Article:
Increasing your Survey Response Rate

A Survey Response Rate, according to the best definition, is the number of people who answered a survey, divided by the number of people in the sample, that is those who were subjected to the survey. In business, the number of people you can get to take your survey are your survey response rate and the amount you make feedback off.

survey response rate


If you are looking to increase the survey response rate of your surveys, chances are you have already reached that frustrating moment when you realize most research on the matter is sketchy and sources usually list the same solutions without being too specific on the effects they may have.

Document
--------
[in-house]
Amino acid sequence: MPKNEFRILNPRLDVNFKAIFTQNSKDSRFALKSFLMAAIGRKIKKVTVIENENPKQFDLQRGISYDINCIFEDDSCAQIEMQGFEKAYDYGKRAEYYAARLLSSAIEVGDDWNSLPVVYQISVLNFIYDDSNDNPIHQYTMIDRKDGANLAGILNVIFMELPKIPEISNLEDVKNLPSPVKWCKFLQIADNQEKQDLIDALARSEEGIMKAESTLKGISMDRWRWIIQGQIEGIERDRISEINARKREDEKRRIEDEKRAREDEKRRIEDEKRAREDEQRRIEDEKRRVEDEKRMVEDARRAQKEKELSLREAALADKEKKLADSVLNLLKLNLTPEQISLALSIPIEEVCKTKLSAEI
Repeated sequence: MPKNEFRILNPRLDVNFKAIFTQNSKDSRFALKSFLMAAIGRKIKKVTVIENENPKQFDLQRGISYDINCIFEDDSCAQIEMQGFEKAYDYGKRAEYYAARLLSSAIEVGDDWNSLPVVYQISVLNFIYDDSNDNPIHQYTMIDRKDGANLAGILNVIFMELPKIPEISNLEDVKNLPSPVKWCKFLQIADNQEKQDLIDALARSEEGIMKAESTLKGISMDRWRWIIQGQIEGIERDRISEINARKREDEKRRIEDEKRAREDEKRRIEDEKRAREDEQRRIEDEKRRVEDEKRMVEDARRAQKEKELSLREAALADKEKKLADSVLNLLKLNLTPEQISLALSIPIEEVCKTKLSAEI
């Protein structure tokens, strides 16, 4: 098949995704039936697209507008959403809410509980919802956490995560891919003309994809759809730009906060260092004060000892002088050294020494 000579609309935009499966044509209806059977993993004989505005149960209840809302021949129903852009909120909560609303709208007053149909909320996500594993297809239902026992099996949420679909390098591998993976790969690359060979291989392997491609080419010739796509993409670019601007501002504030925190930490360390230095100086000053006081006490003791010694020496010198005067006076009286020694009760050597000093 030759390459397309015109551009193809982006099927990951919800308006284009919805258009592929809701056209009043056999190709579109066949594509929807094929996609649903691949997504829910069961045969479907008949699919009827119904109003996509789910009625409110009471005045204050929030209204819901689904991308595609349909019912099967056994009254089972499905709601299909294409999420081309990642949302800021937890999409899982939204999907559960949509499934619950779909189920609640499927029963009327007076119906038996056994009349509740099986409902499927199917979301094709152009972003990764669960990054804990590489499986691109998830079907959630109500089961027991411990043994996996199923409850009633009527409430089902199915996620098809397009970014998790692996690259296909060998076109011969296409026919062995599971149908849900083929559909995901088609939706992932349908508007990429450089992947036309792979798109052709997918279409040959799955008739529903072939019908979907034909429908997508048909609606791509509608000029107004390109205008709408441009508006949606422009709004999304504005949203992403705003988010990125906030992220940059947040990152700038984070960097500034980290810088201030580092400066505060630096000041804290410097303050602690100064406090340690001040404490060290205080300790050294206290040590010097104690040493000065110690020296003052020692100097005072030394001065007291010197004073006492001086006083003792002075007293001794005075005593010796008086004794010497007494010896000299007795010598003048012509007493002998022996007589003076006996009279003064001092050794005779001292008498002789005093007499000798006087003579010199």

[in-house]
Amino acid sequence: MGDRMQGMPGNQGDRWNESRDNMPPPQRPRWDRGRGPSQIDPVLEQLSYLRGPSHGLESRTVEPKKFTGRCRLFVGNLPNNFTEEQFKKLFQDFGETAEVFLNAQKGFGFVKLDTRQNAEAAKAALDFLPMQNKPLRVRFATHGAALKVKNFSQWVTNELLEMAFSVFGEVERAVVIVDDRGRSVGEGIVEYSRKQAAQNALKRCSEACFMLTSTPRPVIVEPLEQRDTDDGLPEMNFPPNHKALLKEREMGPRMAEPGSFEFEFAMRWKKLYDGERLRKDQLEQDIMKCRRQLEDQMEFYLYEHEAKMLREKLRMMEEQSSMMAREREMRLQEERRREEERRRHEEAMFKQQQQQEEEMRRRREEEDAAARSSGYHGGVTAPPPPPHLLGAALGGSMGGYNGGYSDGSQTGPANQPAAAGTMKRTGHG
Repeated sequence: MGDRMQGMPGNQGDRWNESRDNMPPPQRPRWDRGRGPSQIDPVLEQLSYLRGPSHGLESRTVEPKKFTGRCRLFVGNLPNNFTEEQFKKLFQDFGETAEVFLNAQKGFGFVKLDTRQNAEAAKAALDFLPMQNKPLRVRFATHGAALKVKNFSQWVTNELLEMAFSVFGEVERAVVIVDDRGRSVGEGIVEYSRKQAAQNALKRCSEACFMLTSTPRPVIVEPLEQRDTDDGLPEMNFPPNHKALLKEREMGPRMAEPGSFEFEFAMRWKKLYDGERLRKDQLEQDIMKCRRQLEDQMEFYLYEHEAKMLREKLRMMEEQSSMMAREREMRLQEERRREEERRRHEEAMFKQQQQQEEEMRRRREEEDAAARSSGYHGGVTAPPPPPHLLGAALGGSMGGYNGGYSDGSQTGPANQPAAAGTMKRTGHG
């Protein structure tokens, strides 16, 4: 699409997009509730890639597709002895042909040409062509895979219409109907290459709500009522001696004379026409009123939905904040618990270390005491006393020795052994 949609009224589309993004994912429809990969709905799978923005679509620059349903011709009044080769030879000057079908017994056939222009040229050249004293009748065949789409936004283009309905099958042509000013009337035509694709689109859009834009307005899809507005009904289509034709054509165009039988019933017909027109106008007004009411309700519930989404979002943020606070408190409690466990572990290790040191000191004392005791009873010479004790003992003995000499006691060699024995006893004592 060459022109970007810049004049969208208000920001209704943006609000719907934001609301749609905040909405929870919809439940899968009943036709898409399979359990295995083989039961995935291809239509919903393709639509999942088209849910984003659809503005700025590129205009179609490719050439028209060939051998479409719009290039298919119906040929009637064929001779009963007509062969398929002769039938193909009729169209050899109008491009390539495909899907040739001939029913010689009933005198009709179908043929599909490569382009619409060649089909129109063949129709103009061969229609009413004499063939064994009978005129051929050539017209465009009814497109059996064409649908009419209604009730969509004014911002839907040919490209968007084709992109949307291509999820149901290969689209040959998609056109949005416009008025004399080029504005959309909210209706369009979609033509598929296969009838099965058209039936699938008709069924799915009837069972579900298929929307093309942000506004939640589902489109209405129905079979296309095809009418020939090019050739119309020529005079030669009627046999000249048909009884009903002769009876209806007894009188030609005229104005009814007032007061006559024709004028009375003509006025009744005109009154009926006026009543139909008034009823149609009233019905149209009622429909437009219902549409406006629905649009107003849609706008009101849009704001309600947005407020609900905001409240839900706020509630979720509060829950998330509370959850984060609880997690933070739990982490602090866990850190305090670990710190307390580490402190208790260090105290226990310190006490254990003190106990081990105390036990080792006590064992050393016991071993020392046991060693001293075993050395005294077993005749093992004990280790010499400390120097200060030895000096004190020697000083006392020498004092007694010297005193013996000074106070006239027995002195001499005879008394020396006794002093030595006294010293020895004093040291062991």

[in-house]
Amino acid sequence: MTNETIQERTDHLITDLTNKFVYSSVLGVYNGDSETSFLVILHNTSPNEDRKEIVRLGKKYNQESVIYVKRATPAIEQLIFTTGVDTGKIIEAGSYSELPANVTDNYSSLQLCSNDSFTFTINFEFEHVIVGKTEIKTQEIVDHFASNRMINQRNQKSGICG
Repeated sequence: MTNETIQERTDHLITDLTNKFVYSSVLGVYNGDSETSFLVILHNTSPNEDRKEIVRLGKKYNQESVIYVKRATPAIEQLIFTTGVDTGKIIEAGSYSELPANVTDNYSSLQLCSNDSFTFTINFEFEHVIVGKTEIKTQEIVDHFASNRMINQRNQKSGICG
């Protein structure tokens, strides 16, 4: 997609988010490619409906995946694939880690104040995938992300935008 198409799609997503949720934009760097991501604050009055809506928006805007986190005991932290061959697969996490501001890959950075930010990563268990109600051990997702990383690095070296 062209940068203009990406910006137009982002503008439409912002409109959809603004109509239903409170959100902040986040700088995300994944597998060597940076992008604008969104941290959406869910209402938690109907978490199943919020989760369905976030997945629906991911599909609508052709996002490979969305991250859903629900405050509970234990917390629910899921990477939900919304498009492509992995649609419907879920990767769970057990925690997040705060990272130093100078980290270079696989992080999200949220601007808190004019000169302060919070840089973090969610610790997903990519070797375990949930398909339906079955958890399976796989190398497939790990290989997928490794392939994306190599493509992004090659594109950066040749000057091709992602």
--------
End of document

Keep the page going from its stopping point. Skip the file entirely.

Indeed there are several factors to take into account when creating and planning a survey, and these can be covered with the right approach to each. General info on the subject that you can find on the web goes something like this:

When designing your survey you have to remember that the first impression is on what most users will base their decision. It is a good idea to state your intent at this first point as that can incentivize your respondents, or if you have the means for it, engage them additionally with some gain you can offer them, like a voucher or discount. Make sure the respondents are truly engaged by keeping your lingo appropriate to the target of your survey. Keep that engagement for longer by making your survey visually pleasing and concise. Remember that all these rules might not apply if the survey is targeted to the wrong respondent. So target smartly, make sure the survey appears to the right target and at the right time.